In article <920629220811.21a51350 at sds.sdsc.edu> gribskov at SDSC.EDU (Michael Gribskov) writes:
>> Personally, I believe this nomenclature to be extremely unfortunate. The
> term "Dayhoff matrix" is nearly universally used to mean the MDM78
> (mutation data scoring matrix; log-odds matrix for 250 PAMs). To call the
> Gonnet et al. matrix a Dayhoff matrix is to imply that it was derived by
> Dayhoffs methodology. A less connotation loaded term would be log-odds
> matrix. The term PAM-250 matrix has also been used virtually as a synonym
> for the MDM78 matrix.
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There are three type of matrices: (names as in Dayhoff et al.)
"Number of accepted point mutations", which is the original collection
of data points. (Nobody uses this much further)
"Mutation probability matrix", where entry Mij describes the probability
of amino acid "j" mutating into aminoacid "i" in 1 PAM-unit of evolution.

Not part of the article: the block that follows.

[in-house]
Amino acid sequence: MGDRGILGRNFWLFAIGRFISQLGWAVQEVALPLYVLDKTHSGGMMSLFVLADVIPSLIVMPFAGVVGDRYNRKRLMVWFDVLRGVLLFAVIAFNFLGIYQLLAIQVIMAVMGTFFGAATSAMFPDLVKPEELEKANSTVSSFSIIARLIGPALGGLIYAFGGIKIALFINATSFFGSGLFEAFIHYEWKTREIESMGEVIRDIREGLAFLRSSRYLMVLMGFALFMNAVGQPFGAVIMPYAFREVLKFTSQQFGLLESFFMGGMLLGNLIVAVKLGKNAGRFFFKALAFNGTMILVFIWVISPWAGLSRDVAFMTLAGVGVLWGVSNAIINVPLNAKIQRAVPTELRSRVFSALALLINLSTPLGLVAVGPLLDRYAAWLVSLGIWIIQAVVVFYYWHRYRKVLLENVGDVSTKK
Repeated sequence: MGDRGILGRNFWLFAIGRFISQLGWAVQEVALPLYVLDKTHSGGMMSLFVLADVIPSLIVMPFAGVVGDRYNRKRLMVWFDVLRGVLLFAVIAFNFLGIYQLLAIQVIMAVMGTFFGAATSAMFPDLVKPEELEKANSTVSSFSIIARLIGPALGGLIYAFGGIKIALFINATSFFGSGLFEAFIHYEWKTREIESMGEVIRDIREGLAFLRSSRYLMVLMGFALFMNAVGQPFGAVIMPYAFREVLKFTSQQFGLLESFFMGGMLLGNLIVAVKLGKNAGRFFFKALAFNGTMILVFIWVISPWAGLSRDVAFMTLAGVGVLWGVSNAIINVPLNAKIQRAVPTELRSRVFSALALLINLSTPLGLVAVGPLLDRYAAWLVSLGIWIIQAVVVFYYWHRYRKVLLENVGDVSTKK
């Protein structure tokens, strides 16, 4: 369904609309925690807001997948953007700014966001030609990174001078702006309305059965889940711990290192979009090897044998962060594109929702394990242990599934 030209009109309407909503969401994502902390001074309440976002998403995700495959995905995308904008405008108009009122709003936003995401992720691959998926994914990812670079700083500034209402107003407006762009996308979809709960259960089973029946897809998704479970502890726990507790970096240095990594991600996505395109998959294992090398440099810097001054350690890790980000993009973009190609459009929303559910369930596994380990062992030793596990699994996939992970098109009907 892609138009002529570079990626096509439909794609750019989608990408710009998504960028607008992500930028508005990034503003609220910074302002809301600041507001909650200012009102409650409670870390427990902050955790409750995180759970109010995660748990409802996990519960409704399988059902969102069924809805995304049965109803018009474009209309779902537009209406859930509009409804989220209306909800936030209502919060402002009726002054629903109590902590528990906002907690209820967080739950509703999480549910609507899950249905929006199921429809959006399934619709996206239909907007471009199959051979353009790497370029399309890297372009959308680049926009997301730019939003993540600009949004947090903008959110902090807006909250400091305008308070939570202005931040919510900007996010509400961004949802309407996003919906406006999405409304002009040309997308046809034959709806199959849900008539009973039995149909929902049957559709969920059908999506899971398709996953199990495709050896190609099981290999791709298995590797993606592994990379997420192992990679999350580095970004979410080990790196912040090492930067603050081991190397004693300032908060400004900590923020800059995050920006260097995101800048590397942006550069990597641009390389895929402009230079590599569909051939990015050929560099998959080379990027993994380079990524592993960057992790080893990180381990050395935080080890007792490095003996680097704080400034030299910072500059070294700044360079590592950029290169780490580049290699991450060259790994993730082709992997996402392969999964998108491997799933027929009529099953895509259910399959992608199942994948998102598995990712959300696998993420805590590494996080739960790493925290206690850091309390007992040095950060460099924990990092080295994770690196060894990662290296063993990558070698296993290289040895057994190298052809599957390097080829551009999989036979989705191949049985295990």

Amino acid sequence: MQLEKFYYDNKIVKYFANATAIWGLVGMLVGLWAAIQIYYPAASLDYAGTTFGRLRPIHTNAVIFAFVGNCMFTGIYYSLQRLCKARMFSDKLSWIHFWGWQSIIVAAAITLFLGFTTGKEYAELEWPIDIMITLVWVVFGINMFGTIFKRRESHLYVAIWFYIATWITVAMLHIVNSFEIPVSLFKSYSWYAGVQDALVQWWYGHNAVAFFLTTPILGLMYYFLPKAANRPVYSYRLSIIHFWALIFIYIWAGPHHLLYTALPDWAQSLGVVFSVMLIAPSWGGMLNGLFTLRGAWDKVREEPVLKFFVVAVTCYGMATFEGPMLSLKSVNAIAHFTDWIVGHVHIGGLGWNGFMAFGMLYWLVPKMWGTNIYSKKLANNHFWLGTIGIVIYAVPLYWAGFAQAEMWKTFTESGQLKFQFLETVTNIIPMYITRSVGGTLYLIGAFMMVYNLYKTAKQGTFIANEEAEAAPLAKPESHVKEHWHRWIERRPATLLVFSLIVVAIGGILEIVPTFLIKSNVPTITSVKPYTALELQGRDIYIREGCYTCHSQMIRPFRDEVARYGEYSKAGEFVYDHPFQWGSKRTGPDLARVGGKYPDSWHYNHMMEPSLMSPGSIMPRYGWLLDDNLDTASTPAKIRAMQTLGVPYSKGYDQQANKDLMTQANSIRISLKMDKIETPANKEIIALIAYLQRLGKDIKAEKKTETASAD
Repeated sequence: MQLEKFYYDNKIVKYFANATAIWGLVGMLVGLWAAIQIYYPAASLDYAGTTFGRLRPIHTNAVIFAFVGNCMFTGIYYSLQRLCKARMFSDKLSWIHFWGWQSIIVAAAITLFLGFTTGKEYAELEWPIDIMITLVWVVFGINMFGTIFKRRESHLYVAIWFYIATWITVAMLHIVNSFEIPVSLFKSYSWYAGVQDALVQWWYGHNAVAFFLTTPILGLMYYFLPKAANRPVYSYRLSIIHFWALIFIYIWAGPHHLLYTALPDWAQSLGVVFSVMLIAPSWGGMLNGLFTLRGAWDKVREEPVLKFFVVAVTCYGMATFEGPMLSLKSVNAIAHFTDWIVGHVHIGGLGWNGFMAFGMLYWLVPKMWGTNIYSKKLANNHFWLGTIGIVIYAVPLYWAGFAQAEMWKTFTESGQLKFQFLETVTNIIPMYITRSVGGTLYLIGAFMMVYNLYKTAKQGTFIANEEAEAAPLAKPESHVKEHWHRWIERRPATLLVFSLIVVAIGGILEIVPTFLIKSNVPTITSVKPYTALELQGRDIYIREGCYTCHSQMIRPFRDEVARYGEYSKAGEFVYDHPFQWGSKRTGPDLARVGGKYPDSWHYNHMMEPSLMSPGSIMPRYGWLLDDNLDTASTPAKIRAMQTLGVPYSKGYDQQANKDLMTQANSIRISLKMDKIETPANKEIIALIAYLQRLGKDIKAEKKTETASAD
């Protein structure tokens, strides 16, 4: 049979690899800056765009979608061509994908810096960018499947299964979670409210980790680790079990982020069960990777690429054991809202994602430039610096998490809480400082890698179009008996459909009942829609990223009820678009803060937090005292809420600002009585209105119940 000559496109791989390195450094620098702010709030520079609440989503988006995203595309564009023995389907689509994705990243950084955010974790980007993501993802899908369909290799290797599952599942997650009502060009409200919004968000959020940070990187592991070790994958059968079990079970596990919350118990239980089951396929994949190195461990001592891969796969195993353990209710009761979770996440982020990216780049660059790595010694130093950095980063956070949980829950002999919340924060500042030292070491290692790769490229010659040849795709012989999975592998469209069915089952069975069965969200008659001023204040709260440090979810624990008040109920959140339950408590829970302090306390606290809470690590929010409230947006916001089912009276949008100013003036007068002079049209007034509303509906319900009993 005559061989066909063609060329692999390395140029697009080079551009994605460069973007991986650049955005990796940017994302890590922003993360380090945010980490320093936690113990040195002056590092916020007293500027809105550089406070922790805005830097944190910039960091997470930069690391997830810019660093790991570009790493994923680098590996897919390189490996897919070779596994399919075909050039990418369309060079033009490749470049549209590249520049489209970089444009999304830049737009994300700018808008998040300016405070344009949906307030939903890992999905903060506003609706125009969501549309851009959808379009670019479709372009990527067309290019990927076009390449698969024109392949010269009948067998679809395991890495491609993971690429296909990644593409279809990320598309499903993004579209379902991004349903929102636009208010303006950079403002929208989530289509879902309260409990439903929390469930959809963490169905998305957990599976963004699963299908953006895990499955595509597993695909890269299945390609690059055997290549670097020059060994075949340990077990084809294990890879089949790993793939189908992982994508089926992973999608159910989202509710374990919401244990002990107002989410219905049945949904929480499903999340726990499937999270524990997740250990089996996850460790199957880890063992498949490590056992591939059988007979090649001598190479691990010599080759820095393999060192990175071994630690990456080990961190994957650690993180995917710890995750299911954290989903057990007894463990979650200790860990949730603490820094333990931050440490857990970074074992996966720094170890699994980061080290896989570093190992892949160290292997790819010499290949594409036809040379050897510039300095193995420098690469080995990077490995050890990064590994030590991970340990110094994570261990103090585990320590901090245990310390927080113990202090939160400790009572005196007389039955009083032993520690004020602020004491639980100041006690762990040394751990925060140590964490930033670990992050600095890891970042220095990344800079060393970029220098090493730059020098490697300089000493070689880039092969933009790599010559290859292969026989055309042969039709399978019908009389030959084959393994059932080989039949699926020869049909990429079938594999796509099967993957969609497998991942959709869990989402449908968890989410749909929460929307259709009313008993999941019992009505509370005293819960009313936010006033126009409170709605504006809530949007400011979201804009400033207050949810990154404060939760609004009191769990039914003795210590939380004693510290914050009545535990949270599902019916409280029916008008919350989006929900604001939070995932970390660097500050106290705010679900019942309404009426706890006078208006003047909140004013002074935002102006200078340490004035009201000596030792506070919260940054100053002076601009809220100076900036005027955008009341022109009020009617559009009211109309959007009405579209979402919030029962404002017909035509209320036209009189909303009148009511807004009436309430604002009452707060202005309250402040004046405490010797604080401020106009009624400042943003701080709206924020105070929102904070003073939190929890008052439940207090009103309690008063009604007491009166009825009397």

This is what we (and I believe everybody else) calls mutation matrix, and
is really a transposed Markov matrix. When M is powered to some value,
say 250, we obtain the mutation matrix (same definition as above) for an
evolution of 250 PAM-units. This is statistics 101.
"Log-odds matrix", a matrix of logarithms of quotients of probabilities,
suitable for running the dynamic programming algorithm (or NW) to align
sequences. We (and lots of other people) are naming this type of matrix
"Dayhoff matrix" as a generic term, in honor of Margaret Dayhoff, given
that she (they) were the first ones to derive such a beast.
Nobody who understands what is going on, uses mutation matrices with
dynamic programming, mutation matrices are used to compute log-odds
matrices or "Dayhoff matrices".
I believe we are all agreeing, it is just a problem of using the
right names. And I find that the literature has been a bit careless
about naming.
Gaston H. Gonnet, Informatik, ETH, Zurich.